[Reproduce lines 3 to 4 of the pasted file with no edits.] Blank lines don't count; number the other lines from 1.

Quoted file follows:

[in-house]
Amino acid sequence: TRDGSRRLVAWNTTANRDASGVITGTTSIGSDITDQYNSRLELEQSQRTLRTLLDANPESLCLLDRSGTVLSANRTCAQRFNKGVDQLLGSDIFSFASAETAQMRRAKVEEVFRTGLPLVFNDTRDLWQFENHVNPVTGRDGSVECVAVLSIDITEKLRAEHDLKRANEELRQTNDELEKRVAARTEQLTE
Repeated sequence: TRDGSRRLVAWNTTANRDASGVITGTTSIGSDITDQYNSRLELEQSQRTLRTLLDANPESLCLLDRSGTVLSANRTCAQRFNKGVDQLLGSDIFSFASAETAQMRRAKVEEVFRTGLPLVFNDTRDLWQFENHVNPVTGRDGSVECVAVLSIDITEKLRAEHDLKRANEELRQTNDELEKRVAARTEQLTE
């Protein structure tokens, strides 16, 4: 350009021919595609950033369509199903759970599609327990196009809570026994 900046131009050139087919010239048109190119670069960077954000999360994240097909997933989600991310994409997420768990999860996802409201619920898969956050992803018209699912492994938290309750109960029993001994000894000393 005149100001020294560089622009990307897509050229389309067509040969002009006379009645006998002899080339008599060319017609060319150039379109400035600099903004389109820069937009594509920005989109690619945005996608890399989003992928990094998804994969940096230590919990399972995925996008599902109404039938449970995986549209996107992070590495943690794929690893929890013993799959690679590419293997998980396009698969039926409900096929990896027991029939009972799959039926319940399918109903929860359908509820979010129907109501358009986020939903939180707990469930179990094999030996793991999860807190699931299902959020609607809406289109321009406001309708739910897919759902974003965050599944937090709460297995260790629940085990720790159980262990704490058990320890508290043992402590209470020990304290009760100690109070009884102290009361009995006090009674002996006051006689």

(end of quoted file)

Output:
Repeated sequence: TRDGSRRLVAWNTTANRDASGVITGTTSIGSDITDQYNSRLELEQSQRTLRTLLDANPESLCLLDRSGTVLSANRTCAQRFNKGVDQLLGSDIFSFASAETAQMRRAKVEEVFRTGLPLVFNDTRDLWQFENHVNPVTGRDGSVECVAVLSIDITEKLRAEHDLKRANEELRQTNDELEKRVAARTEQLTE
């Protein structure tokens, strides 16, 4: 350009021919595609950033369509199903759970599609327990196009809570026994 900046131009050139087919010239048109190119670069960077954000999360994240097909997933989600991310994409997420768990999860996802409201619920898969956050992803018209699912492994938290309750109960029993001994000894000393 005149100001020294560089622009990307897509050229389309067509040969002009006379009645006998002899080339008599060319017609060319150039379109400035600099903004389109820069937009594509920005989109690619945005996608890399989003992928990094998804994969940096230590919990399972995925996008599902109404039938449970995986549209996107992070590495943690794929690893929890013993799959690679590419293997998980396009698969039926409900096929990896027991029939009972799959039926319940399918109903929860359908509820979010129907109501358009986020939903939180707990469930179990094999030996793991999860807190699931299902959020609607809406289109321009406001309708739910897919759902974003965050599944937090709460297995260790629940085990720790159980262990704490058990320890508290043992402590209470020990304290009760100690109070009884102290009361009995006090009674002996006051006689």